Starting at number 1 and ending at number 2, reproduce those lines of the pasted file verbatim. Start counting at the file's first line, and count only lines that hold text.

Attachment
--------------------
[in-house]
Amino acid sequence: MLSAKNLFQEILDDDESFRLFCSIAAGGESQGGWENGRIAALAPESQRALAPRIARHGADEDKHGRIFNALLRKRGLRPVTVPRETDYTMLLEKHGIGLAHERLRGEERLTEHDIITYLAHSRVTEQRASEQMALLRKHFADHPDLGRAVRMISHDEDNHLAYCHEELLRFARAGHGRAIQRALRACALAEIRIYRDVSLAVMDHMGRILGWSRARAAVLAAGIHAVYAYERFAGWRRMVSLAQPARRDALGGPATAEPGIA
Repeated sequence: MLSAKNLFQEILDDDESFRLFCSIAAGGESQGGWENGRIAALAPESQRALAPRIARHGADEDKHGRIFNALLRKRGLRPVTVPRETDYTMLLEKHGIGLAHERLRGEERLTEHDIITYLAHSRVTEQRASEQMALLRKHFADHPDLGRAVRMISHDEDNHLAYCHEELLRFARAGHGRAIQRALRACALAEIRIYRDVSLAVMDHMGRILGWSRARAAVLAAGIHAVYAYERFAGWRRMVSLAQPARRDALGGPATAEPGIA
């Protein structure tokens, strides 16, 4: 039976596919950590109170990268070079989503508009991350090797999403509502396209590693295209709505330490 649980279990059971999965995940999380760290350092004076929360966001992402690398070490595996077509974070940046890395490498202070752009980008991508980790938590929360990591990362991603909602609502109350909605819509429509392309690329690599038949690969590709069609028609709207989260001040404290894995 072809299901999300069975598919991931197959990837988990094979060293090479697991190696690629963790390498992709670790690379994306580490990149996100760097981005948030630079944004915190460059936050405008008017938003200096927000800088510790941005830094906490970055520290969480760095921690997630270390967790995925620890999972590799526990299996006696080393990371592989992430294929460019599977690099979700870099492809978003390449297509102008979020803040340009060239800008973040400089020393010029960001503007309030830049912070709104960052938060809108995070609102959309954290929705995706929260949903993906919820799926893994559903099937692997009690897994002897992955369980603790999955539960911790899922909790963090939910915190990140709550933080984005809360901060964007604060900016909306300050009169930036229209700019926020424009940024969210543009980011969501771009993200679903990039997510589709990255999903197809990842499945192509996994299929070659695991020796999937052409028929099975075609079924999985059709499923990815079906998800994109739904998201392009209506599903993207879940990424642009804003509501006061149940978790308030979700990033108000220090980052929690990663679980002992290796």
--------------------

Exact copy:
[in-house]
Amino acid sequence: MLSAKNLFQEILDDDESFRLFCSIAAGGESQGGWENGRIAALAPESQRALAPRIARHGADEDKHGRIFNALLRKRGLRPVTVPRETDYTMLLEKHGIGLAHERLRGEERLTEHDIITYLAHSRVTEQRASEQMALLRKHFADHPDLGRAVRMISHDEDNHLAYCHEELLRFARAGHGRAIQRALRACALAEIRIYRDVSLAVMDHMGRILGWSRARAAVLAAGIHAVYAYERFAGWRRMVSLAQPARRDALGGPATAEPGIA